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Vulnerability in widely used 'strings' utility could spell trouble for malware analysts

Lucian Constantin | Oct. 28, 2014
One of the first things a malware analyst does when encountering a suspicious executable file is to extract the text strings found inside it, because they can provide immediate clues about its purpose. This operation has long been considered safe, but it can actually lead to a system compromise, a security researcher found.

One of the first things a malware analyst does when encountering a suspicious executable file is to extract the text strings found inside it, because they can provide immediate clues about its purpose. This operation has long been considered safe, but it can actually lead to a system compromise, a security researcher found.

String extraction is typically done using a Linux command-line tool called strings that's part of GNU Binutils, a collection of tools for binary file analysis and manipulation available by default in most Linux distributions.

Google security engineer Michal Zalewski was recently running a type of vulnerability testing known as fuzzing against a library called libbfd (the Binary File Descriptor library) that sits at the core of GNU Binutils and is used for file format parsing. Fuzzing is the act of providing unexpected input to an application like libbfd in order to trigger potentially exploitable behavior.

What Zelewski found was, in his own words, "a range of troubling and likely exploitable out-of-bounds crashes due to very limited range checking." These are the kinds of errors that can lead to arbitrary code execution.

"Many shell users, and certainly most of the people working in computer forensics or other fields of information security, have a habit of running /usr/bin/strings on binary files originating from the Internet," Zalewski said in a blog post in which he documents one such vulnerability. "Their understanding is that the tool simply scans the file for runs of printable characters and dumps them to stdout — something that is very unlikely to put you at any risk."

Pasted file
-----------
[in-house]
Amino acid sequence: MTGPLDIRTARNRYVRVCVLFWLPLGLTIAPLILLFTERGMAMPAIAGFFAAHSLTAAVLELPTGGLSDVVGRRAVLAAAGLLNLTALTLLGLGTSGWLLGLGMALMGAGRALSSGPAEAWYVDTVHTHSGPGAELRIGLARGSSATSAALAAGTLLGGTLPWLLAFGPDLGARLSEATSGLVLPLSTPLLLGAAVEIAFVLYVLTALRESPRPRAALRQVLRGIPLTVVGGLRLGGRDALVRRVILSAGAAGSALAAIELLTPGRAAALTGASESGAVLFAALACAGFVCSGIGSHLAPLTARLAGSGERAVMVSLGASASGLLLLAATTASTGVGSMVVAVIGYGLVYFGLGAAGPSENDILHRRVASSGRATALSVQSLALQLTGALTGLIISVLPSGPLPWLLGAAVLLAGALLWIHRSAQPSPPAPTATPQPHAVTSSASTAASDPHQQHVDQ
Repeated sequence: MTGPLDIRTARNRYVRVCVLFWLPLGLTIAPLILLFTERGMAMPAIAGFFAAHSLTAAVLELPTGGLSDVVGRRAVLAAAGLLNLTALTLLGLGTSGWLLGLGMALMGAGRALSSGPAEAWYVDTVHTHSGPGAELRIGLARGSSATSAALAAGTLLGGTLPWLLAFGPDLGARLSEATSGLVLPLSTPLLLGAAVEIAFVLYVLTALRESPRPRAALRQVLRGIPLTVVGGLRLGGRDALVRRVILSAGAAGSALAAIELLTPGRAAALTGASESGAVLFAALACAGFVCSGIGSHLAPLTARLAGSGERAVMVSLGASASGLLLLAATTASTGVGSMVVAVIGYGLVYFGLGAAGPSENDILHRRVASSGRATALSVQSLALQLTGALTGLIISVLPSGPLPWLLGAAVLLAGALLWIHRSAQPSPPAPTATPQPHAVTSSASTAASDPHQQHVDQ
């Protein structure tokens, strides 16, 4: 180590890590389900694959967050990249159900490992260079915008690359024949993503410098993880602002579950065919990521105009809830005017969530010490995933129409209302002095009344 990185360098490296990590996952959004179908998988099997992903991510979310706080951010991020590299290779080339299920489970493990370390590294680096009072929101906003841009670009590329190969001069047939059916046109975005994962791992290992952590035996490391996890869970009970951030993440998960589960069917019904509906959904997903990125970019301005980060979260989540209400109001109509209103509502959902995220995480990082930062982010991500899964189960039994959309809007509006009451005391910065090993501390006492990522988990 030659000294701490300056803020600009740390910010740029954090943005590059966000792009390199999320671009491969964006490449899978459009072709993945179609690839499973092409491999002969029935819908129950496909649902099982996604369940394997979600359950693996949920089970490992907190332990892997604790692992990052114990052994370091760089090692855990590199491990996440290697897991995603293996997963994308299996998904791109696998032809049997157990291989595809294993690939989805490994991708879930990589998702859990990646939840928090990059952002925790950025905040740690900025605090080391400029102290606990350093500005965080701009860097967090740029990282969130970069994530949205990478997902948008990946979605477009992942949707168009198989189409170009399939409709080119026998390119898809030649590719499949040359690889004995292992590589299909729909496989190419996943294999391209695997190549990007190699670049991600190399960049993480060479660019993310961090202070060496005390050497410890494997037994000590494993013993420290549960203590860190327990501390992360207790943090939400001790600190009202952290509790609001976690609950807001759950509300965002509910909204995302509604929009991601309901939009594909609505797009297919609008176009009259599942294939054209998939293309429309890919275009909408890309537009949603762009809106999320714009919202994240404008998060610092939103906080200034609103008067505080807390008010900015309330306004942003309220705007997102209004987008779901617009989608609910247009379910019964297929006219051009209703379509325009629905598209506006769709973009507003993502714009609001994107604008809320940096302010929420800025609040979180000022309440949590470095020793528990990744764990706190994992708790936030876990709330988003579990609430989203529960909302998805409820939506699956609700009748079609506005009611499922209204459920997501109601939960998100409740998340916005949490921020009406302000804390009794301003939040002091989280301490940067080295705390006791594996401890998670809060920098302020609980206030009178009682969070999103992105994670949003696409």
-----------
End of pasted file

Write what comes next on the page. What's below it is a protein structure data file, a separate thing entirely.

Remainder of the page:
According to Zalewski, that's not the case because the strings utility relies on libbfd to optimize the analysis process for supported executable formats. This means an attacker could create a binary file that exploits vulnerabilities in libbfd when analyzed by the strings utility in order to execute arbitrary code on the underlying system.

The problem is made worse by the fact that many Linux distributions ship the strings utility without address space layout randomization (ASLR), a protection mechanism that makes exploiting vulnerabilities harder. This makes potential attacks "easier and more reliable — a situation reminiscent of one of the recent bugs in bash," Zalewski said.

The impact is not limited to strings. Other GNU Binutils components like objdump and readelf, or even custom tools that leverage libbfd are likely susceptible to similar attacks.

Executing strings against a binary file downloaded from the Internet is not something a regular user would normally do — at least not without being socially engineered by the attacker. However, the risk is much higher for people whose job it is to analyze hostile files every single day.

 

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